In February 2020, Podcast Brunch Club members around the world will be listening to and discussing episodes about Nuclear Power. Join us at one of our 70+ in-person chapters worldwide: https://podcastbrunchclub.com
Fukushima. Chernobyl. Three Mile Island. There’s been some big nuclear accidents over the past few decades, but how dangerous is nuclear power really? We take you inside the core of America’s biggest nuclear power plant and trace what went wrong at Fukushima to try to figure out: when will the next meltdown happen? And what our chances are of getting cancer from it? This week we talk to Dr. Spencer Wheatley, Dr. Jonathan Samet, and Jack Cadogan, an executive at the Palo Verde Nuclear Generating Station.UPDATE! We’ve made a couple of small changes to this episode, thank you to all the listeners who picked up on them. 1. We called the energy that comes from nuclear power a chemical reaction… it’s not. It’s a nuclear reaction. Chemical reactions involve the electrons in an atom. Nuclear reactions involve the nucleus. 2. We said that the Joker became The Joker After falling into a vat of radioactive waste. This is disputed. It seems it was a vat chemicals.. But what those chemicals were , that’s unclear. 3. A clarification: We said that the waste that nuclear power produces in the US… 2200 metric tons per year… was like 323 male African Elephants. That was a weight comparison. They weigh roughly the same… It wasn’t a three dimensional size comparison. Nuclear waste is much denser than an elephant, and so it takes up much less room. And if you want to read the most amazing calculation from an academic of how much bigger 323 African Elephants are in 3D space you’ve got to sign up to our brand spanking new newsletter! To do that head to https://gimletmedia.com/newsletter/ And FINALLY! We got a lot of feedback from that episode that listeners really wanted to hear how nuclear power compares to other energy sources: like coal, solar and wind! Now we decided that to do a fair comparison that really needs it’s own episode - it wasn’t as simple as just throwing out some numbers. So we’re working on that episode for next season. Our Sponsors:Cloudflare - To learn more visit cloudflare.com/sciencevsCredits:This episode has been produced by Heather Rogers, Ben Kuebrich, Shruti Ravindran and Wendy Zukerman.Kaitlyn Sawrey is our senior producer. We’re edited by Annie-Rose Strasser. Fact checking by Ben Kuebrich and Heather Rogers. Original music and mixing by Bobby Lord. Extra thanks to Leo Rogers, Joseph Lavelle Wilson as well as Prof. Steven Biegalski, Prof. Mark Jacobson, Jussi Heinonen, and Dr. Eric Grant.Selected References:Radiation Basics Primer from the U.S. Nuclear Regulatory CommissionDr. Spencer Wheatley’s paper ‘Reassessing the safety of nuclear power’National Research Council Report on Health Risks from Low Levels of Ionizing Radiation
If we're going to embrace nuclear energy, we want to understand the effects of radiation and how to handle them. And that’s just the sort of work Dr. Lauren Jackson does! She joins us to talk about how radiation affects people, and what steps are being taken to protect the public in the event of a nuclear incident. Plus, she answers some caller questions, including one from Tiffany in Detroit who wonders: Should I be as scared of nuclear radiation as I am!? You can listen to ad-free new episodes of Science Rules! only on Stitcher Premium. For a free month of Stitcher Premium, go to stitcherpremium.com and use promo code ‘SCIENCE.'This episode is sponsored by American Dental Association (ADA.org/sciencerules), Credo Mobile (www.credo.com/science), DoorDash (code: SCIENCERULES), MagellanTV (www.magellantv.com/sciencerules), and Quality Logo Products (www.qualitylogo.com code: SCIENCERULES).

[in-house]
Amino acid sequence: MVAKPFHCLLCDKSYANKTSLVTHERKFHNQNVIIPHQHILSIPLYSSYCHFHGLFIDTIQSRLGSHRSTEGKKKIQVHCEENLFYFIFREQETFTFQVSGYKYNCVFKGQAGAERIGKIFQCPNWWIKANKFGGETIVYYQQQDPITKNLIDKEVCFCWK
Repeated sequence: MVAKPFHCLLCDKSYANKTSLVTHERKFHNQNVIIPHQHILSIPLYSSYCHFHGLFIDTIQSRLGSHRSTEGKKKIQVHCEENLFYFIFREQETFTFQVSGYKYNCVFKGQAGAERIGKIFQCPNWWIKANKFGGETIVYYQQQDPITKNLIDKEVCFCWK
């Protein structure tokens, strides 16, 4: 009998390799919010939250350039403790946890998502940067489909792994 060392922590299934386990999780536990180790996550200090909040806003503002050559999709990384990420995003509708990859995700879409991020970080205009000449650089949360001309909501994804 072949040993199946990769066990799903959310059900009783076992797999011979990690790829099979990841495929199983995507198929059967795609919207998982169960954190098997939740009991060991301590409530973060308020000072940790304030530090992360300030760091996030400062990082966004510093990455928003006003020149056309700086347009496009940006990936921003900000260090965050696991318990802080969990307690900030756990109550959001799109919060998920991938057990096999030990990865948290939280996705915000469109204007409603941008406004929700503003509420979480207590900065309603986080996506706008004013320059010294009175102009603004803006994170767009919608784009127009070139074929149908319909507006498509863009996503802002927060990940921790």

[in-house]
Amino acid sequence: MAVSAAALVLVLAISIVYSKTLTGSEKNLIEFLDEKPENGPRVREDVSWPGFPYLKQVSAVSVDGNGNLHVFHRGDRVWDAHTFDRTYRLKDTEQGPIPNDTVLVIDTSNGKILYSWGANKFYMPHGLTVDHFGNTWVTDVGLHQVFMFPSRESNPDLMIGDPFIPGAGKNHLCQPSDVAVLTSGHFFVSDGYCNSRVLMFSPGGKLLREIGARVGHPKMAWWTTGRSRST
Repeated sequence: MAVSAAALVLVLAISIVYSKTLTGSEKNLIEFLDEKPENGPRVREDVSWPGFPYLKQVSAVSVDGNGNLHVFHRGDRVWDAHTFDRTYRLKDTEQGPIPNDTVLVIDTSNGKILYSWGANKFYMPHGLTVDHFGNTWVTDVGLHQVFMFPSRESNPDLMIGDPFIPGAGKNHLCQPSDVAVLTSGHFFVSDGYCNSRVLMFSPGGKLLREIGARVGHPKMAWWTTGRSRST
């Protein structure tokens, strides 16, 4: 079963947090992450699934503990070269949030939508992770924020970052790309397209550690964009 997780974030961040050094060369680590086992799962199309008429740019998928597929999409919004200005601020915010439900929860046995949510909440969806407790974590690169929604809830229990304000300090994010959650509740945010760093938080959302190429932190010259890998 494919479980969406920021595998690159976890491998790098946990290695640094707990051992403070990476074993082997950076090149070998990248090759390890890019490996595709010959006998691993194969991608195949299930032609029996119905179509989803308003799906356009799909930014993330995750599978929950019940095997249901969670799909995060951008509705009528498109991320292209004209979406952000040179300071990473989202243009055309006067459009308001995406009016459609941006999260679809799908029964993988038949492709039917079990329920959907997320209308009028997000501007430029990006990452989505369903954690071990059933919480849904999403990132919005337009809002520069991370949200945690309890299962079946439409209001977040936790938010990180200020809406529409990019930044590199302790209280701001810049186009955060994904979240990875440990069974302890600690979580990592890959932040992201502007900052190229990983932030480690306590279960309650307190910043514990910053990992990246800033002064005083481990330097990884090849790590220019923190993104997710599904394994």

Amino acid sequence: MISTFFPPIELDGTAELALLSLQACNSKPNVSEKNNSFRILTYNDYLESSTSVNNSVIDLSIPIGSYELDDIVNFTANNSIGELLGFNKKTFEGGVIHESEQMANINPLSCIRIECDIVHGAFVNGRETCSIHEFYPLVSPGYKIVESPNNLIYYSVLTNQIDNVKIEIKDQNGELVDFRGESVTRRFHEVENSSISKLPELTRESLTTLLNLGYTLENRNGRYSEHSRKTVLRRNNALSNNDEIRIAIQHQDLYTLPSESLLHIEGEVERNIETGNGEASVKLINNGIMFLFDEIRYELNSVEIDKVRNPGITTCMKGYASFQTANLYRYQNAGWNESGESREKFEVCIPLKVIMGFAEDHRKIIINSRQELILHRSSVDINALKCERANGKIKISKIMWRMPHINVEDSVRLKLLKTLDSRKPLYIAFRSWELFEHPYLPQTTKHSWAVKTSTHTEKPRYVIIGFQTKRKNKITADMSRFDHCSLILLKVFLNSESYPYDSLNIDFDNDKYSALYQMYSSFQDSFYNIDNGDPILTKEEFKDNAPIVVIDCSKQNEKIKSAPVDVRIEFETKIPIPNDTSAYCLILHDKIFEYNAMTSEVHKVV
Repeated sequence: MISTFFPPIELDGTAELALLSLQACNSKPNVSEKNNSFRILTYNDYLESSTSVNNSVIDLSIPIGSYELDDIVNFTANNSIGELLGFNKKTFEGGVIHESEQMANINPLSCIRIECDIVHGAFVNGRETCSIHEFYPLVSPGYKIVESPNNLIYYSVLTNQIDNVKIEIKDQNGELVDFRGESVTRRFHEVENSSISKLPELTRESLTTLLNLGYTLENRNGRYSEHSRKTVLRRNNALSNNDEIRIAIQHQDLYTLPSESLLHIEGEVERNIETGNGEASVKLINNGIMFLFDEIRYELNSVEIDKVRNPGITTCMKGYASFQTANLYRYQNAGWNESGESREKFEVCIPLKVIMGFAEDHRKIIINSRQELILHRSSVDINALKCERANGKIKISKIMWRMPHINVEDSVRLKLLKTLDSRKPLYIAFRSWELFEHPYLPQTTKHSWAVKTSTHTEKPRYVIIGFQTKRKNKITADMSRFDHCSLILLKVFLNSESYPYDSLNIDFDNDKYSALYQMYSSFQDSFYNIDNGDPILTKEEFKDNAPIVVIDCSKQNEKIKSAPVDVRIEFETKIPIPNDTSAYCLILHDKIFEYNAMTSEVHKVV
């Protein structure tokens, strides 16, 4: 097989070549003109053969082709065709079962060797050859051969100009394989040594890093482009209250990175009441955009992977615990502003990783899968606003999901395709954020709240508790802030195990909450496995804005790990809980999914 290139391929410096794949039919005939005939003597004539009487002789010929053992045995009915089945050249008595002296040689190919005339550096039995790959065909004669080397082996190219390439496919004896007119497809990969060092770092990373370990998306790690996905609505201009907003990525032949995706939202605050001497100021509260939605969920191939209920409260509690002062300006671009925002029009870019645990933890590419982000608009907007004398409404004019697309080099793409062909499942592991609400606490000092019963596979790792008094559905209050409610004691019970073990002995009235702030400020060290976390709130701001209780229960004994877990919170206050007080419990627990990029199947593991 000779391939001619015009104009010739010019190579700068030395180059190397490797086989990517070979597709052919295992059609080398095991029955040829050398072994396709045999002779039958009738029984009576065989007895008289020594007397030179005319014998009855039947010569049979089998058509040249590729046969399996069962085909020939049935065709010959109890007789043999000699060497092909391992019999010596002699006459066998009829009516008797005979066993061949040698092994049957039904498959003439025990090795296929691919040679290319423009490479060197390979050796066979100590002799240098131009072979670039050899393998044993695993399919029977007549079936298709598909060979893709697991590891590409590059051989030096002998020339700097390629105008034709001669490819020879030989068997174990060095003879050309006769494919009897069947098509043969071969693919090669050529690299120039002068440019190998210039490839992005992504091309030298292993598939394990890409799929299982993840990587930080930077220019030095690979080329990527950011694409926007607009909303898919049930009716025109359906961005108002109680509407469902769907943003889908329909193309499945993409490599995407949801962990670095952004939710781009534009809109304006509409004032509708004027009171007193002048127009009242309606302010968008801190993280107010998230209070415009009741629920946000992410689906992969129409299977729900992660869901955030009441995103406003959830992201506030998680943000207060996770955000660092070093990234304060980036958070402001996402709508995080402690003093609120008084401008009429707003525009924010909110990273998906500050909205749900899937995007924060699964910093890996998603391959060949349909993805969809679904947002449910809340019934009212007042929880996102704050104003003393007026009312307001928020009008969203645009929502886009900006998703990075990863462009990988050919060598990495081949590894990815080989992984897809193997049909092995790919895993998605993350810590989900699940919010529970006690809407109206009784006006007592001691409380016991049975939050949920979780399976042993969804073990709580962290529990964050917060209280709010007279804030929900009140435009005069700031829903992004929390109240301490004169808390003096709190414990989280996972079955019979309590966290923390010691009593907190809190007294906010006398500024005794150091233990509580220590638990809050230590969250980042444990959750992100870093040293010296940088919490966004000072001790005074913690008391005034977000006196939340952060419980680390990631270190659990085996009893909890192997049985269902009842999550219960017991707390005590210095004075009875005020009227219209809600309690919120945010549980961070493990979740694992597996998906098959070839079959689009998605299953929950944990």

Nuclear energy is still a controversial idea for many people, with dangerous accidents and destructive bombs being at the top of their minds when they hear the words, yet other renewable energy sources are not without their critics, and arguably are not yet at a place where they can entirely replace our current energy systems. So what role can, or should, nuclear be playing in the UK energy sector as we move towards a sustainable future?
Join our host, philosopher Peter Millican, as he explores this topic with Professor Nick Eyre, Director of the Centre for Research into Energy Demand Solutions, who in 1997 wrote the first published study on how the then Government’s 20% carbon emission reduction target might be achieved; Dr Sarah Darby, Acting Leader of the Energy Programme at Oxford’s Environmental Change Institute, who has a particular interest in how energy systems might develop in more environmentally and socially-benign ways; and James Marrow, James Martin Professor of Energy Materials, whose work is focussed on the degradation of structural materials. Find out more about Oxford’s climate research at http://po.st/TruePlanet
Every day, we go about our lives doing thousands of routine, mundane tasks. And sometimes, we make mistakes. Human error. It happens all the time.
It just doesn’t always happen in a nuclear missile silo.
This story was produced in collaboration with This American Life.
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